OAN’s Abril Elfi
5:24 PM – Wednesday, January 17, 2024
A Manhattan judge has denied Marine veteran Daniel Penny’s motion to dismiss the charges against him in connection to the death of 30-year-old Jordan Neely.
On Wednesday, Judge Maxwell Wiley rejected the motion to dismiss the charges against Penny in the subway chokehold death of Neely, a homeless man with 42 past arrests who was arrested most recently in 2021 for punching a 67-year-old woman in the face, breaking her bones.
Neely was reportedly a Michael Jackson impersonator whose other arrests involved three unprovoked assaults on women in the subway between 2019 and 2021.
Penny’s attorneys moved to have the manslaughter case dismissed by Judge Maxwell Wiley in October, citing problems with the prosecutors’ instructions to the grand jury and the medical examiner’s failure to prove Penny’s actions killed Neely, who had a history of drug abuse.
Neely passed away from “compression of the neck (chokehold),” according to Neely’s death certificate and the ME’s testimony. Wiley decided that this was sufficient evidence to “establish that defendant’s actions caused the death of Neely.”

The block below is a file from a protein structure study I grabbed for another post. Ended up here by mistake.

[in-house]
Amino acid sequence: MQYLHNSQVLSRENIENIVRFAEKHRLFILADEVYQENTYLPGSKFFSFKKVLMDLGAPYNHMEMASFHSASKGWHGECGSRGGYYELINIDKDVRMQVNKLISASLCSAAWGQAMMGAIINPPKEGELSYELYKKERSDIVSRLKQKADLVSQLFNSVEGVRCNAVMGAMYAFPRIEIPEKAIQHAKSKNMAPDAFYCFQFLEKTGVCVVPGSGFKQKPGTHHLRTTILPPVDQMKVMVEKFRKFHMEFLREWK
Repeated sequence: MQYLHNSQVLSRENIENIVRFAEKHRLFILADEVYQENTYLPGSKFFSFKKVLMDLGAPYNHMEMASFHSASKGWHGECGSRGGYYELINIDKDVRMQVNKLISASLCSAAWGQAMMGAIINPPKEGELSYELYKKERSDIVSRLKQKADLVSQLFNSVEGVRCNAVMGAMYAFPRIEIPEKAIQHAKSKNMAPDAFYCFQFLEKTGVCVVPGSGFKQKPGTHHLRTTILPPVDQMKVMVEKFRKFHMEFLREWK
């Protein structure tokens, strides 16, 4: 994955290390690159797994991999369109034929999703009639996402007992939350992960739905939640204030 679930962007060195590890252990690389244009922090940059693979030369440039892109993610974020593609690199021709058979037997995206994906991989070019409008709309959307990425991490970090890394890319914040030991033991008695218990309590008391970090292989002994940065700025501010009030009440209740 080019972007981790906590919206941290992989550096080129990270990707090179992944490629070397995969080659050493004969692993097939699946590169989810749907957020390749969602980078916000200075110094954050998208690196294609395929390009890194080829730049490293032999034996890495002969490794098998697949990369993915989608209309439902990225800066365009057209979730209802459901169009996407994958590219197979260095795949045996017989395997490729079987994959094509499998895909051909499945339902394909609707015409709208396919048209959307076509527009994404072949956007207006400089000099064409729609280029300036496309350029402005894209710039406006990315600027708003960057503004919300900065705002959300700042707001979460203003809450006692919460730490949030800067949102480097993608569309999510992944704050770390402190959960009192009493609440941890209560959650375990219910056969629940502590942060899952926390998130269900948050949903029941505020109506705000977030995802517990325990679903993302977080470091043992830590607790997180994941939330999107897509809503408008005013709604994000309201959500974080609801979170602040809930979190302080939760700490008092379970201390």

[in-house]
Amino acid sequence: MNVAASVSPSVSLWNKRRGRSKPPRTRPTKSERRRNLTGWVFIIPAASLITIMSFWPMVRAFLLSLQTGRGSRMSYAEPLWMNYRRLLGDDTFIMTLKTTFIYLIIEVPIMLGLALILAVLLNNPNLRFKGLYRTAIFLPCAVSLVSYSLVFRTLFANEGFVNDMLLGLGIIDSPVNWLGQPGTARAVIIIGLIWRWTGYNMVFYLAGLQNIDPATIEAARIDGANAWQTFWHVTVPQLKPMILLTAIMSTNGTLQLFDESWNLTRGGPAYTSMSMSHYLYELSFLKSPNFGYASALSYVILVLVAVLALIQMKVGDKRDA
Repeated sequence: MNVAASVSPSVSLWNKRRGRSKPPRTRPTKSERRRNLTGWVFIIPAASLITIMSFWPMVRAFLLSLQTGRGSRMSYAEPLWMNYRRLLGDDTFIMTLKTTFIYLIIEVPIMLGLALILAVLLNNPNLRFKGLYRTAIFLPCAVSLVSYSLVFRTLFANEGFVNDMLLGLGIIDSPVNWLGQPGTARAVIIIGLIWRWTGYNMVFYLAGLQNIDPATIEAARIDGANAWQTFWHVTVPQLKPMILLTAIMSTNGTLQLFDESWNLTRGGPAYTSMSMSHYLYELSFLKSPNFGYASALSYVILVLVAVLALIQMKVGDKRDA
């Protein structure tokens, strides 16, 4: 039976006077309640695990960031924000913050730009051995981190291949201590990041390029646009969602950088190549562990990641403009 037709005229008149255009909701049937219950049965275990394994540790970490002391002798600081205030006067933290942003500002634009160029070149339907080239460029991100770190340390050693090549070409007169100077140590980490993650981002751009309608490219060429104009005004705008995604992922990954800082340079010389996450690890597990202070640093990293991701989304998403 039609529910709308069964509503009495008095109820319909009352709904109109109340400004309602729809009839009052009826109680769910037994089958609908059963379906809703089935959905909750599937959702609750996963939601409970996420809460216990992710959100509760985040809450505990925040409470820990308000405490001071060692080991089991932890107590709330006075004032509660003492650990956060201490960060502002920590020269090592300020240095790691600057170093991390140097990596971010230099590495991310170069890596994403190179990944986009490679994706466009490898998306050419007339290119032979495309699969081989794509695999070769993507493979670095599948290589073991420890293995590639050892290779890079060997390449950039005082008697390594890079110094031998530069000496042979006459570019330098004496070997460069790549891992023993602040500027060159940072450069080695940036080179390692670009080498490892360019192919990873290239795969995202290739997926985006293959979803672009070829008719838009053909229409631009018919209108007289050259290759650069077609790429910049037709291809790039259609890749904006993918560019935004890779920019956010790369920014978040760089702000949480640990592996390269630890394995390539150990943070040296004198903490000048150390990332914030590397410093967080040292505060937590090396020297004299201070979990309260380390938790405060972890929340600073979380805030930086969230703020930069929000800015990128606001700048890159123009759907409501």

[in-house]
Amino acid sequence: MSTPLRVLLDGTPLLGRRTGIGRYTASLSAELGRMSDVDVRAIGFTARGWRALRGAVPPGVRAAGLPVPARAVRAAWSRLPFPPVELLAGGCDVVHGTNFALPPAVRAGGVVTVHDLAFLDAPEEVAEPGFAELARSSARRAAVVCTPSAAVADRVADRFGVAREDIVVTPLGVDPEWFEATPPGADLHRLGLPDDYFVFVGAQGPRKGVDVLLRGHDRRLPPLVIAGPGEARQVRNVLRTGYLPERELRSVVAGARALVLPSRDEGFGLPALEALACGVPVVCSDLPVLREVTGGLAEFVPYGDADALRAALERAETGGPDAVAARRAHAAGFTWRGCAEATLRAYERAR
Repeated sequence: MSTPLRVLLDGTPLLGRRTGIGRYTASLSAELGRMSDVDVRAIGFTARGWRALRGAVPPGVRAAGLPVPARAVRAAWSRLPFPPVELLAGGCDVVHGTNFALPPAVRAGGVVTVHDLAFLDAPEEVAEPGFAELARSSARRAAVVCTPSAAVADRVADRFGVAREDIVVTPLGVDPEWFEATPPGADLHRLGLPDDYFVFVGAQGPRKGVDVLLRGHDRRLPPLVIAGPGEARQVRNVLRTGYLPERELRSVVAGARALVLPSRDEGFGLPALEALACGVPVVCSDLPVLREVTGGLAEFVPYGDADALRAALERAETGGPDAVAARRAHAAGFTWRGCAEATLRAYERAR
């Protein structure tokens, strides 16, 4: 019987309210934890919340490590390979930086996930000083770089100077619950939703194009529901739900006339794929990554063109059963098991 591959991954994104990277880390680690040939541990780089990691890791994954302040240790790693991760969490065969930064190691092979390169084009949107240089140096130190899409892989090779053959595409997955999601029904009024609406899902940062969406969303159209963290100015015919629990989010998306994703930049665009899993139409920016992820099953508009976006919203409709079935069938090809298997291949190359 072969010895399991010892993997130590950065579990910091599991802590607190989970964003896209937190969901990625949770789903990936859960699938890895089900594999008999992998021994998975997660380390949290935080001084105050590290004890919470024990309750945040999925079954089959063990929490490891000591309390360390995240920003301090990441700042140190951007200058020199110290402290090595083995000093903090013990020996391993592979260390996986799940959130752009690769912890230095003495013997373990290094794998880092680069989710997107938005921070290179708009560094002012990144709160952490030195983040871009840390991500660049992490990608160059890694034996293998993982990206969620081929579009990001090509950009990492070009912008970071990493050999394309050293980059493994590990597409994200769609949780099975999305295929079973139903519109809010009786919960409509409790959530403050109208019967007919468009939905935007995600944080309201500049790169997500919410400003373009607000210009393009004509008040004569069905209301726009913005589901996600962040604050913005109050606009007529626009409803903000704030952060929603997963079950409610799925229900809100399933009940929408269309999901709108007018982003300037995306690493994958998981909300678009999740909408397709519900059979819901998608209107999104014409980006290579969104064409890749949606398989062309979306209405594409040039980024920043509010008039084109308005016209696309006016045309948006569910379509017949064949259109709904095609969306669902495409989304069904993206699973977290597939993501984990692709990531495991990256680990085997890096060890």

Additionally, he wrote that the grand jury presentation “had been properly done,” according to the court’s review.
Penny is currently free on $100,000 bail, but if he is found guilty of Neely’s murder, he could spend up to 19 years in prison.
With a lengthy history of severe mental illness, Neely had been consistently threatening other subway riders that day until Penny noticed his actions and walked over behind him to apply the chokehold. The city’s medical examiner asserted that Penny’s chokehold ultimately killed Neely.
However, Penny maintained that he did not “mean to hurt anyone” and especially not kill Neely. He went on to say that he felt compelled to intervene on behalf of the other nearby subway riders when Neely started hurling trash while yelling that he was prepared to “kill a motherf—er,” “take a bullet,” and go to jail.
The next hearing in the case is set for March 20th and a trial will likely start in the fall.
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